"in such a case" vs "in such case"
Is there a difference in meaning? Is there a rule that determins the usage of article after "such"? Thanks in advance.
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Hi, MSK.

If the noun that follows 'such' is singular and countable, you need 'a' or 'an.'
If the noun is plural or uncountable, neither is required.

in such a case ... (case: singular and countable)
in such cases ... (cases: plural)
with such care that ... (care: uncountable)

hope this helps..
If you google for "in such case" site:uk OR site:ca you will get 31,100 googles, almost all of it is legalese and a lot of it from GOVERNMENT sites. Are they wrong? Or "in such case" or "in such a case" have different meanings? After all, it is possible to say "in case of" - no article.
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Hi, again.

Based on my grammar knowledge, limited though it is, I don't feel that 'in such case' is right, unless there is a new linguistic development going on. If it is indeed right, I dare say either that the word 'case' is considered both a countable and uncountable noun, or that 'such' is the misuse of 'that' or 'which.'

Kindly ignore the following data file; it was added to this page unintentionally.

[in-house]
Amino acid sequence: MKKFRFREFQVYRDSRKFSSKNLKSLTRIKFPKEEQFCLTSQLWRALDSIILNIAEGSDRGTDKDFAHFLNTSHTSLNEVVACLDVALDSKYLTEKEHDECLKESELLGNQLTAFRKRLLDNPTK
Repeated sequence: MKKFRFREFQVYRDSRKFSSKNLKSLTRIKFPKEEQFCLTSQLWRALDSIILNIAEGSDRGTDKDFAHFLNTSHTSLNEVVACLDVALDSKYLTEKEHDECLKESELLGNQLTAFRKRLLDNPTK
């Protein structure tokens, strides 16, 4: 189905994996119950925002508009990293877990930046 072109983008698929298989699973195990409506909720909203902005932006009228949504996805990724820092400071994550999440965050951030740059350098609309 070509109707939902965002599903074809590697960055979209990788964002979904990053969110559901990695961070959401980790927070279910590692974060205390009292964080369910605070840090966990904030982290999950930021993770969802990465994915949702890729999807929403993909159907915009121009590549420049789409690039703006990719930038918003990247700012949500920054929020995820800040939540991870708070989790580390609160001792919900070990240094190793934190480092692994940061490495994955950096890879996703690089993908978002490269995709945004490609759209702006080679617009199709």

I may be wrong.
Hopefully, moderators will come in.

'in case of' is an idiomatic expression like 'in search of.' But you may say '...in the search for....' You'll see 'in the event of' but not 'in event of' --just one aspect of craziness of English.
With this said, I think my mother tongue is just as crazy. I have been tongue-tied many times when asked about the usages of my language.
I have answered this on another thread. Please avoid double-posting.
WOuld you please provide with examples for each of the statements?
Thank you very much
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 well, then, you should post the link to the previously answered thread! since this site has a  terrible searching capability
I encountered "in such case" in a legal document and it made me wonder why there was no "a" i.e. in such a case.
then i consulted my Longman dictionary and found out that "such" can be a determiner, predeterminer and a pronoun...
so possibly, in "in such case" - it functions as a determiner...
i think it is common in legal parlance

Thank you so much :-)

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